“Beyond the Runway” Coalition Update and Reception

This week, ACI-NA’s “Beyond the Runway” coalition took to Capitol Hill for a briefing and reception targeted to a broad cross section of aviation industry stakeholders and hill staffers.  Committed and prospective coalition members filled the House Transportation and Infrastructure committee room in Rayburn House Office Building for a brief presentation on the headway we’re making toward modernizing how we finance our nation’s airports and aviation infrastructure.

ACI-NA Director of Advocacy Nathan Pick welcomes "Beyond the Runway" coalition partners and Hill staffers to the Feb. 24 briefing.

ACI-NA Director of Advocacy Nathan Pick welcomes “Beyond the Runway” coalition partners and Hill staffers to the Feb. 24 briefing.

The briefing, conducted by ACI-NA’s Government Affairs team, was an opportunity for airports to educate coalition members and Hill staffers on what airports are hoping to gain in the 2015 FAA Reauthorization. Immediately following, ACI-NA hosted a networking reception that allowed attendees to discuss what steps to take next in advocating for airports and modernizing how we finance these important capital improvement projects.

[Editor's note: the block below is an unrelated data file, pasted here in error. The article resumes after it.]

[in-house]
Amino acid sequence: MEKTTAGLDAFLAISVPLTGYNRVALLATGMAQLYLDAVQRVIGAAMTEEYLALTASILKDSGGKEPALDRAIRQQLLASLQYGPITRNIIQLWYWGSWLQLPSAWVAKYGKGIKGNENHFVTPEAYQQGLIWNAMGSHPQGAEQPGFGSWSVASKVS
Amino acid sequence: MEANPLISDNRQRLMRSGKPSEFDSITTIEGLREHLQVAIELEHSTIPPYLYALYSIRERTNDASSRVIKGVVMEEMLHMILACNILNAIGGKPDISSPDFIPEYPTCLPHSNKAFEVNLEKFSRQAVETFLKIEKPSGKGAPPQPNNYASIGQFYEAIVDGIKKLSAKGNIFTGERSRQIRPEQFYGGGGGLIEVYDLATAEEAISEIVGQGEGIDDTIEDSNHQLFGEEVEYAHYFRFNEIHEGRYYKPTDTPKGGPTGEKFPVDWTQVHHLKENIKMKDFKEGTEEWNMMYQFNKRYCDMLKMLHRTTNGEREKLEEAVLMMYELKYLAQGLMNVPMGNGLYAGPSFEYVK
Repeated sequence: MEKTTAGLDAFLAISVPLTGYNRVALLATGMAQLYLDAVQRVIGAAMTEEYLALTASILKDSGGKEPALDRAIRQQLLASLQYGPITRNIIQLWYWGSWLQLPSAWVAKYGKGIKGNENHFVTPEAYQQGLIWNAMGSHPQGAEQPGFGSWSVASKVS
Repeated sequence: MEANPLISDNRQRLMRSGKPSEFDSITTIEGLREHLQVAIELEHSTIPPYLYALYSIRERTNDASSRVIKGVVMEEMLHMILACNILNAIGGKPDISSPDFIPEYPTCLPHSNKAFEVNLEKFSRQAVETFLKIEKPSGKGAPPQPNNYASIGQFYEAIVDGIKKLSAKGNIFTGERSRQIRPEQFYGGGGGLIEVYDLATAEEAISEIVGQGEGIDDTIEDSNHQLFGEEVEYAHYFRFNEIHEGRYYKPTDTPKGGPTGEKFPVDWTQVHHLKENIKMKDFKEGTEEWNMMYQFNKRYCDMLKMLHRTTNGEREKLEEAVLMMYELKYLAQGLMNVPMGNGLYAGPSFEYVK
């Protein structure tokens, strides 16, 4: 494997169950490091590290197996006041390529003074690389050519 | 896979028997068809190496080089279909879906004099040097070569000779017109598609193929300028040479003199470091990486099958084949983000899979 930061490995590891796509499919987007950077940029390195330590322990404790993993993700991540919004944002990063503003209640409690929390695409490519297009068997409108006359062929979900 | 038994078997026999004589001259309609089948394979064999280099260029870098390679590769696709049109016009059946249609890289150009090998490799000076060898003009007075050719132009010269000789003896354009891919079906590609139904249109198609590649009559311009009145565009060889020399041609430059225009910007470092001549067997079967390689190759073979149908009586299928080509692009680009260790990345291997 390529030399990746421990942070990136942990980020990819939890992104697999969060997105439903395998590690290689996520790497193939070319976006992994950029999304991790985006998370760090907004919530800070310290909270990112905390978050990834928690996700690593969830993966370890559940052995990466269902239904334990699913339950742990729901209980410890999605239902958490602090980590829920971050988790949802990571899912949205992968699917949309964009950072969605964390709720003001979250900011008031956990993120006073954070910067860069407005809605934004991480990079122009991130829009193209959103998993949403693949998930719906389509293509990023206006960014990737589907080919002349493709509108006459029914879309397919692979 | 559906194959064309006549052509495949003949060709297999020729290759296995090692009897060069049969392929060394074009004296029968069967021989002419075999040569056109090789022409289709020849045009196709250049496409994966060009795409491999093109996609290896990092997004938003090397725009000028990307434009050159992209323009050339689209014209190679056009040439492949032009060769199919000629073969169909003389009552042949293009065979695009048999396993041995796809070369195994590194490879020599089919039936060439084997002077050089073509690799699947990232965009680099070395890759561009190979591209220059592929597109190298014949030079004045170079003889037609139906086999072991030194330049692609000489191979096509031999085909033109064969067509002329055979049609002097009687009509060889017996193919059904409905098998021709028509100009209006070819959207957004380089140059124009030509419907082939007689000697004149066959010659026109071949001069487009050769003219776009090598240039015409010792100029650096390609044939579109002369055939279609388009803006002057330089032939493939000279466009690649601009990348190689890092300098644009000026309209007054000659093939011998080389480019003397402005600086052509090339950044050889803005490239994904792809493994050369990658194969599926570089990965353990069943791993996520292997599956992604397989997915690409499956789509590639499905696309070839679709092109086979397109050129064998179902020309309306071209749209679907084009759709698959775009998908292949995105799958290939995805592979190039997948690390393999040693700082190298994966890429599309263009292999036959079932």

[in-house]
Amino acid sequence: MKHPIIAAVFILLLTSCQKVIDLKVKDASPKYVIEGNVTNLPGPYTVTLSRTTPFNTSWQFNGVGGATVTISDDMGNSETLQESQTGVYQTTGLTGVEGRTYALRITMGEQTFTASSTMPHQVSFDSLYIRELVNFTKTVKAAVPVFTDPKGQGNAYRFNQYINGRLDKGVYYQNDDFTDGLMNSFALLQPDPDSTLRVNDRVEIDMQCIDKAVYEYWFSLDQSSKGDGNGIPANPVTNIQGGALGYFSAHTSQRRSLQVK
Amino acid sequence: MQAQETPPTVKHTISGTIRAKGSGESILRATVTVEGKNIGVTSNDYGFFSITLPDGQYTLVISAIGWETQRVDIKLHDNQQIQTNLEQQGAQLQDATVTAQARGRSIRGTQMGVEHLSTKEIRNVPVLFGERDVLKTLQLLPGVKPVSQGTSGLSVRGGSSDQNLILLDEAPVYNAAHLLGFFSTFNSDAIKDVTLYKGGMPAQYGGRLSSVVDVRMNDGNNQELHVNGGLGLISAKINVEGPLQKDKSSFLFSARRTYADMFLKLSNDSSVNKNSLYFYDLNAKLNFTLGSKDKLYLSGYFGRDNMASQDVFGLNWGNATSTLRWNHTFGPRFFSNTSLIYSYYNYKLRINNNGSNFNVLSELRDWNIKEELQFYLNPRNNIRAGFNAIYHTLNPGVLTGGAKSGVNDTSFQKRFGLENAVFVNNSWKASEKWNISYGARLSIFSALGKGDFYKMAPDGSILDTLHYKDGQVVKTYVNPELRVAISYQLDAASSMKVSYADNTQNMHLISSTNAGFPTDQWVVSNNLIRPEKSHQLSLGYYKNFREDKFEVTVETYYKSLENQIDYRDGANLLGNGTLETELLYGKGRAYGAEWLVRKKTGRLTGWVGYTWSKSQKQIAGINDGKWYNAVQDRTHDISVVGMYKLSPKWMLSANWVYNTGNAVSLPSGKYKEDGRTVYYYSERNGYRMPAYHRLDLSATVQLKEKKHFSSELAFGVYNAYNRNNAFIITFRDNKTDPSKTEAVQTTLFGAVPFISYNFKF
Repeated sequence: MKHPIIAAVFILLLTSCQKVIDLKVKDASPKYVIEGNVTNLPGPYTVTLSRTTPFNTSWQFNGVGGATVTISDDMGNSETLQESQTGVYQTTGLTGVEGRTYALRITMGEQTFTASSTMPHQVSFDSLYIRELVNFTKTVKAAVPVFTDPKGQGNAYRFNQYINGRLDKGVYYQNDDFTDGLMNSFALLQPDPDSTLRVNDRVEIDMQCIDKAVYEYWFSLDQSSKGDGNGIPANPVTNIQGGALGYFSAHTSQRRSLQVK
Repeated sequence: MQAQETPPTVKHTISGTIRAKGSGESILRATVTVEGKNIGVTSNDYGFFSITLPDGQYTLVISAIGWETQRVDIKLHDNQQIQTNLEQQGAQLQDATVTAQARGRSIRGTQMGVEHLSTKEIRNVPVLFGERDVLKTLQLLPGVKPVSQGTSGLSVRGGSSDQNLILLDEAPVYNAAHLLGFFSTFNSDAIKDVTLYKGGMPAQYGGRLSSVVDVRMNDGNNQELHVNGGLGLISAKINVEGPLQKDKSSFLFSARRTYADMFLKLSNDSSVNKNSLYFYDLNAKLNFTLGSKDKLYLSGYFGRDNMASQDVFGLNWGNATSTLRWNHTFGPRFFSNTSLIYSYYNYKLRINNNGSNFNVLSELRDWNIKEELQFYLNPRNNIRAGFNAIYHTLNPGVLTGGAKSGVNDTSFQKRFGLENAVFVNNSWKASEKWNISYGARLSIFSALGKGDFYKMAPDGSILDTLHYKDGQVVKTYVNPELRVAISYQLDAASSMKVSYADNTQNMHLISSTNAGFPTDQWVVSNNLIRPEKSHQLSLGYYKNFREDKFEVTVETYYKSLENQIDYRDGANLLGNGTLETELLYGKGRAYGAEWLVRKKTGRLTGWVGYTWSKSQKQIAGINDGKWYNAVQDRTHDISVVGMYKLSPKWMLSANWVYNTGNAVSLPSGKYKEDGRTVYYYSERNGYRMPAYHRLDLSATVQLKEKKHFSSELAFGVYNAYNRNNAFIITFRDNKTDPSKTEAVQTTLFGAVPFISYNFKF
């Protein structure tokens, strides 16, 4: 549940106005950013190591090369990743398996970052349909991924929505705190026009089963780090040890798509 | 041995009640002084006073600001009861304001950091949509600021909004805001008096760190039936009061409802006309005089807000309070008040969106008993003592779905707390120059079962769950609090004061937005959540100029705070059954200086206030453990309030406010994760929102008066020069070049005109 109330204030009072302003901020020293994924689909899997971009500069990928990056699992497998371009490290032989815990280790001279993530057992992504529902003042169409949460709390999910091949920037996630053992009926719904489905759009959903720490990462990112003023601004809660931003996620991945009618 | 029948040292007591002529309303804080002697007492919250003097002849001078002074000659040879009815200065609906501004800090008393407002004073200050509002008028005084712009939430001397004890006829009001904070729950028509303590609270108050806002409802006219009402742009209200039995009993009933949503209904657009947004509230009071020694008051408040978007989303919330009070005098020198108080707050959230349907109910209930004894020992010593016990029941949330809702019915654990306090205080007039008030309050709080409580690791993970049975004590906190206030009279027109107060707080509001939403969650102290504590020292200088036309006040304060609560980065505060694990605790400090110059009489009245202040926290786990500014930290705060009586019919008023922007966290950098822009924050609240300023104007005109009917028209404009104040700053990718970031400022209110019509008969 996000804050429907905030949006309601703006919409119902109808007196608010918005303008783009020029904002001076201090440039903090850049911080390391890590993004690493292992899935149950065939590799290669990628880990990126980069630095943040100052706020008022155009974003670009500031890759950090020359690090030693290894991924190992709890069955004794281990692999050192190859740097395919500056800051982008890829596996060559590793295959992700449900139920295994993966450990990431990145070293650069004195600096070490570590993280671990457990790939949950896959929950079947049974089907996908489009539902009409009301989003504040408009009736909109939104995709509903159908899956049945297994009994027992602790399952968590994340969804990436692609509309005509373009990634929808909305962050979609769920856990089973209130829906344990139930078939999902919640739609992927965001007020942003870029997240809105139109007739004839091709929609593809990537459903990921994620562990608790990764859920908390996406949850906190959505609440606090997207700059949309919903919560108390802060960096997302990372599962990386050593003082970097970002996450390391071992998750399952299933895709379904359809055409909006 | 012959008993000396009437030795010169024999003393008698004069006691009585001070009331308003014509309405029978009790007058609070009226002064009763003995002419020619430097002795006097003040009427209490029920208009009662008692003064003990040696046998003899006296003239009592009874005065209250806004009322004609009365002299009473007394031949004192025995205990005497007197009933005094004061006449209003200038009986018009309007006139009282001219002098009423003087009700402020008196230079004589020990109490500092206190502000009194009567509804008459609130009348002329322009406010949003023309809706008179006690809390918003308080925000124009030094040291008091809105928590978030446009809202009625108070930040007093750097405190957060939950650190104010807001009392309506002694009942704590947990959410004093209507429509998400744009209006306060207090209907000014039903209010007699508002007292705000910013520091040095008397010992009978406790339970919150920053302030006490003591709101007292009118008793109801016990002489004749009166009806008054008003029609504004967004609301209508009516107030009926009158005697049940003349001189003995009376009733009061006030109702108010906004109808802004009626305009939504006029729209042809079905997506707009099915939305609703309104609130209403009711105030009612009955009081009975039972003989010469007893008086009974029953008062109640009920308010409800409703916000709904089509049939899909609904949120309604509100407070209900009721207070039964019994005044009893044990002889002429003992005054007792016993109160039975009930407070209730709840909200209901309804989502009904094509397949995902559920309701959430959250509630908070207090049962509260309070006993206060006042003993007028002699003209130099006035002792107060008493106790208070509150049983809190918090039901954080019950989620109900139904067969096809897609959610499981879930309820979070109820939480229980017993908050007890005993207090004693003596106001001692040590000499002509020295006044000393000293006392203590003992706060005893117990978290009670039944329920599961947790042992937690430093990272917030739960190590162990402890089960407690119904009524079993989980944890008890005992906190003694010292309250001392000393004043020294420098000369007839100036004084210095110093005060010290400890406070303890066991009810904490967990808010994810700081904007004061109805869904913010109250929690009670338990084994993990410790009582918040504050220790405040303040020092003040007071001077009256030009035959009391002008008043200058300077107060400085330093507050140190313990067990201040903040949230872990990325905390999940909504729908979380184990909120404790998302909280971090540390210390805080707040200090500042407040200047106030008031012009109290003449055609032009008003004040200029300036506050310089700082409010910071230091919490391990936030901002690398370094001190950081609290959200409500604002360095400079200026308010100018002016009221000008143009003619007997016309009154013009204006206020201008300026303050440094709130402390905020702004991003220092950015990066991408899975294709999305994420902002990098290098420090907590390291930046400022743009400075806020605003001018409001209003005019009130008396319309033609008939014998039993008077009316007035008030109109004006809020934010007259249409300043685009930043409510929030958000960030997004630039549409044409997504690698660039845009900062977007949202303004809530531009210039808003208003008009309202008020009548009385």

ACI-NA Senior Vice President of Government and Political Affairs George Kelemen gives an update on AirportsUnited activity.

When I joined ACI-NA a few months ago, I was immediately propelled into the office’s efforts to assure a successful FAA Reauthorization, and the event brought to light the labor we are putting into the coalition to make sure that airports’ issues are represented.

ACI-NA President and CEO Kevin M. Burke talks airport priorities with a Congressional staffer.

ACI-NA President and CEO Kevin M. Burke talks airport priorities with a Congressional staffer.

With just over 200 days until the deadline for the next Reauthorization, the airport industry’s work is far from over.  But I can assure you that ACI-NA is taking action on behalf of your airport. As we like to say here in the Washington office, we are maintaining a steady drumbeat in advocating for airport priorities in 2015.